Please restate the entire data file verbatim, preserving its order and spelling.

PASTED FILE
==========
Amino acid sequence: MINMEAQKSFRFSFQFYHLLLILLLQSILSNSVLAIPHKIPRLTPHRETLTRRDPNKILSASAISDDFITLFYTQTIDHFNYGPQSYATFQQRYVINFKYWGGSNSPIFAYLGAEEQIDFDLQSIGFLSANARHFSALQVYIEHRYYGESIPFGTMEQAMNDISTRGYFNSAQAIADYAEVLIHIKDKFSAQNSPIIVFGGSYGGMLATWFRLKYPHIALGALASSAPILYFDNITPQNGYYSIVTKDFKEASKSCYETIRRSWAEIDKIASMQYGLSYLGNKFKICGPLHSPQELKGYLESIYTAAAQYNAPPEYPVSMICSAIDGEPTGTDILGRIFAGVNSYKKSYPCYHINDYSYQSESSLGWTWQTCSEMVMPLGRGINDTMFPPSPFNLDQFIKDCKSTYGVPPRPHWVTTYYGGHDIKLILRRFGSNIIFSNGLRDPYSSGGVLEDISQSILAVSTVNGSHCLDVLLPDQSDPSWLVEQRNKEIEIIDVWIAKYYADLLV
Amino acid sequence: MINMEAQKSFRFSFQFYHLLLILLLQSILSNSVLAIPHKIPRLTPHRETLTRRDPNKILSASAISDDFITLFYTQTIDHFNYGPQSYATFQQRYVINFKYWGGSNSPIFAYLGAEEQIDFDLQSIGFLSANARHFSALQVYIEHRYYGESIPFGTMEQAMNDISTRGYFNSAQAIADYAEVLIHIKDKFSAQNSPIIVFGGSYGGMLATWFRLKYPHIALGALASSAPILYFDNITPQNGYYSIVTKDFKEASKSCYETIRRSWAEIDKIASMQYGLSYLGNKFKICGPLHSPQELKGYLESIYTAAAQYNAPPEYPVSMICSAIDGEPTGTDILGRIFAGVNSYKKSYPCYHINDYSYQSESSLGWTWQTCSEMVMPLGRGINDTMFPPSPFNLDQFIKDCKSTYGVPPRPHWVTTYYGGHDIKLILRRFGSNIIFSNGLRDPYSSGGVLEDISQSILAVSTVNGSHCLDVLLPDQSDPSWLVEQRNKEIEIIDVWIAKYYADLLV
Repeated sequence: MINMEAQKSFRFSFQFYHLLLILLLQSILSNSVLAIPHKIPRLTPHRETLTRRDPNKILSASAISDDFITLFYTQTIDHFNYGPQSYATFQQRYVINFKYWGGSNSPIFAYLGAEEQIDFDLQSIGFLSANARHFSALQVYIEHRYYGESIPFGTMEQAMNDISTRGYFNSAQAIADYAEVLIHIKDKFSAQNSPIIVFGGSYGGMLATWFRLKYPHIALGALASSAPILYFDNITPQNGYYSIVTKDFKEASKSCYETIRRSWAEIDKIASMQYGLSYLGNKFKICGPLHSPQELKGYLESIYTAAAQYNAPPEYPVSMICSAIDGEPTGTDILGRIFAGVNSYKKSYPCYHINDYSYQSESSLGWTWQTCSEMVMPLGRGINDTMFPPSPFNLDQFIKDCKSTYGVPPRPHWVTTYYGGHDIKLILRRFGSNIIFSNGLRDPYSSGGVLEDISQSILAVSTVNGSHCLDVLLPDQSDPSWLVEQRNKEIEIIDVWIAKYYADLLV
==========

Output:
Amino acid sequence: MINMEAQKSFRFSFQFYHLLLILLLQSILSNSVLAIPHKIPRLTPHRETLTRRDPNKILSASAISDDFITLFYTQTIDHFNYGPQSYATFQQRYVINFKYWGGSNSPIFAYLGAEEQIDFDLQSIGFLSANARHFSALQVYIEHRYYGESIPFGTMEQAMNDISTRGYFNSAQAIADYAEVLIHIKDKFSAQNSPIIVFGGSYGGMLATWFRLKYPHIALGALASSAPILYFDNITPQNGYYSIVTKDFKEASKSCYETIRRSWAEIDKIASMQYGLSYLGNKFKICGPLHSPQELKGYLESIYTAAAQYNAPPEYPVSMICSAIDGEPTGTDILGRIFAGVNSYKKSYPCYHINDYSYQSESSLGWTWQTCSEMVMPLGRGINDTMFPPSPFNLDQFIKDCKSTYGVPPRPHWVTTYYGGHDIKLILRRFGSNIIFSNGLRDPYSSGGVLEDISQSILAVSTVNGSHCLDVLLPDQSDPSWLVEQRNKEIEIIDVWIAKYYADLLV
Amino acid sequence: MINMEAQKSFRFSFQFYHLLLILLLQSILSNSVLAIPHKIPRLTPHRETLTRRDPNKILSASAISDDFITLFYTQTIDHFNYGPQSYATFQQRYVINFKYWGGSNSPIFAYLGAEEQIDFDLQSIGFLSANARHFSALQVYIEHRYYGESIPFGTMEQAMNDISTRGYFNSAQAIADYAEVLIHIKDKFSAQNSPIIVFGGSYGGMLATWFRLKYPHIALGALASSAPILYFDNITPQNGYYSIVTKDFKEASKSCYETIRRSWAEIDKIASMQYGLSYLGNKFKICGPLHSPQELKGYLESIYTAAAQYNAPPEYPVSMICSAIDGEPTGTDILGRIFAGVNSYKKSYPCYHINDYSYQSESSLGWTWQTCSEMVMPLGRGINDTMFPPSPFNLDQFIKDCKSTYGVPPRPHWVTTYYGGHDIKLILRRFGSNIIFSNGLRDPYSSGGVLEDISQSILAVSTVNGSHCLDVLLPDQSDPSWLVEQRNKEIEIIDVWIAKYYADLLV
Repeated sequence: MINMEAQKSFRFSFQFYHLLLILLLQSILSNSVLAIPHKIPRLTPHRETLTRRDPNKILSASAISDDFITLFYTQTIDHFNYGPQSYATFQQRYVINFKYWGGSNSPIFAYLGAEEQIDFDLQSIGFLSANARHFSALQVYIEHRYYGESIPFGTMEQAMNDISTRGYFNSAQAIADYAEVLIHIKDKFSAQNSPIIVFGGSYGGMLATWFRLKYPHIALGALASSAPILYFDNITPQNGYYSIVTKDFKEASKSCYETIRRSWAEIDKIASMQYGLSYLGNKFKICGPLHSPQELKGYLESIYTAAAQYNAPPEYPVSMICSAIDGEPTGTDILGRIFAGVNSYKKSYPCYHINDYSYQSESSLGWTWQTCSEMVMPLGRGINDTMFPPSPFNLDQFIKDCKSTYGVPPRPHWVTTYYGGHDIKLILRRFGSNIIFSNGLRDPYSSGGVLEDISQSILAVSTVNGSHCLDVLLPDQSDPSWLVEQRNKEIEIIDVWIAKYYADLLV